‘The greatest thing about Beijing 2022 is that it will happen’: Yang Yang

By Javier Triana

Beijing, Jun 1 (EFE).- Amid calls to cancel the upcoming Tokyo Olympics due to the pandemic situation and appeals to boycott the Beijing 2022 Winter Olympics over political reasons, former Chinese Olympic Champion Yang Yang is unequivocal in her support for the event in the Chinese capital going ahead at all costs.

The 44-year-old former speed skater, who has 34 world titles including China’s first-ever winter olympics gold to her name, knows how to overcome challenges, and sees organizing the Games as just another one.

Yang is chairperson of the athletes’ committee for Beijing 2022 and the vice president of the World Anti Doing Agency, having become one of the most well-known faces of Chinese sport after winning the women’s 500 meter short track speed skating event in the 2002 Salt Lake City Winter Olympics.

Taking a few moments off from her packed schedule, Yang talked to EFE at a training center for the Beijing 2022 Winter Paralympic Games, which will make the Chinese capital the first city to host both summer and winter olympics.

Question.- How are the preparations for Beijing 2022 coming Along?

Answer.- Everything is going as planned. The International Olympic Committee is happy with our preparations. We just had the testing activities for snow and ice over the past month. We learned a lot and I believe the team is ready for hosting the Games. Very exciting!

Q.- What do you think will be the highlight of these Games?

A.- At this special time with the pandemic, I think the greatest thing for the athletes is that the Olympics are going to happen (at all). For the organizing committee I know it’s very hard, but everybody’s working hard and we want to provide the best Games for the athletes.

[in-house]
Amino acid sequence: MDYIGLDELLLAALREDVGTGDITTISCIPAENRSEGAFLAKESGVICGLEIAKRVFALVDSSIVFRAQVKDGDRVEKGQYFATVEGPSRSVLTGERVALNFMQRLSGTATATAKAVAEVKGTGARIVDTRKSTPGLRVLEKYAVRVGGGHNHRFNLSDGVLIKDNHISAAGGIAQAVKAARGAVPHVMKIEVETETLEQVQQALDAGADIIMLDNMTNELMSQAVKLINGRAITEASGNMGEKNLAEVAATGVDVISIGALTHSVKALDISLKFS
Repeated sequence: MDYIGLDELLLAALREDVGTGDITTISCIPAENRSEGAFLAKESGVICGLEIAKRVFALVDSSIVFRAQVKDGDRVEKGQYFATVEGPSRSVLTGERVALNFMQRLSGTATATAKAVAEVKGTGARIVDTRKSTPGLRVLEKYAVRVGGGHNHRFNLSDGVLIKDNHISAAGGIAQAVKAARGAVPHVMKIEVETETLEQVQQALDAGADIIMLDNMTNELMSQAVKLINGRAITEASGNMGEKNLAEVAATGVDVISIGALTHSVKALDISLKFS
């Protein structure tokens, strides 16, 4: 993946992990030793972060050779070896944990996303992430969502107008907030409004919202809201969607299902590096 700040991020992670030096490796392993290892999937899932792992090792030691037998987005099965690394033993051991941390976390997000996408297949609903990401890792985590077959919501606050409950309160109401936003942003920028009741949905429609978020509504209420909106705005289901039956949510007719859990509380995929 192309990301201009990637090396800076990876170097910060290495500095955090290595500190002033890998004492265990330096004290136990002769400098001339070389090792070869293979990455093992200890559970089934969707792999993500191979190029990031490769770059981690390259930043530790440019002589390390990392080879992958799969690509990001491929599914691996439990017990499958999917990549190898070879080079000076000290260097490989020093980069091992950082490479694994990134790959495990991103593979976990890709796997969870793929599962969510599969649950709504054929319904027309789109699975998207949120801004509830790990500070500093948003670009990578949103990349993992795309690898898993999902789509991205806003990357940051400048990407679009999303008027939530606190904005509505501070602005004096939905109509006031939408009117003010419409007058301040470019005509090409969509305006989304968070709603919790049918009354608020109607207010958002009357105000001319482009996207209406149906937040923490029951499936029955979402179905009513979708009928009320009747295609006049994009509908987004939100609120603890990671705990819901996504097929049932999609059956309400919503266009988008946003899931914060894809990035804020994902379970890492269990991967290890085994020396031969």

Q.- You have participated in three Olympic events and attended a few more. Do you remember any other organizational challenges like the current ones?

A.- There was the 9/11 attack in the US and the world became unsure about what was (going) to happen. And as an athlete, you’ve been working on it for four years, and I remember in 2001 when things happened and it was very hard for athletes, (…) we didn’t know what was gonna happen.

But we chose to believe the Olympic Committee could protect us,

I remember those Games were very strict with security. (…) And for the first time I saw soldiers with real guns in the Olympic Village! But we all understood and there was quite an intense environment. We chose to understand and work with them, finally get on ice, on the Olympic podium and (I went on to) win my first gold.

Q.- After you, a series of Chinese women have won golds in the discipline. Do you think your victory inspired women athletes in China?

A.- And the men! (laughs) I’m just kidding. Because we trained with the boys and sometimes I could beat them and they were not happy – they had to beat me. We encouraged each other. I was very lucky to have the opportunity and the honor to (…) break the ceiling and win the first gold. And that brings more confidence to the following (generations): “If she can do that, I can do it too!”

I remember after I won the medals, in my hometown it became a popular sport for the young kids. Even now-a-days short track speed skating is very popular, because after me there have been a couple more world champions from (this) little town.

Q.- Tell us your career: how did you begin taking an interest in skating?

A.- I grew up in northeastern China, which is a place with a long winter and during winter the only things we play with are ice and snow. These are the only fun things. There was a skating club between my home and my school. So everyday on my way to school and back home I saw some skaters on ice, who inspired me to try it.

Q.- It wasn’t a very well known sport in China until recently, right? Its first appearance at Winter Olympics was in 1980, and in 42 years the country is about to host them. How do you explain this growth?

A.- As you know China has not only grown in Winter Sports over the past 40 years, (but) actually in everything: economy, people’s lives. I have experienced all this growth.

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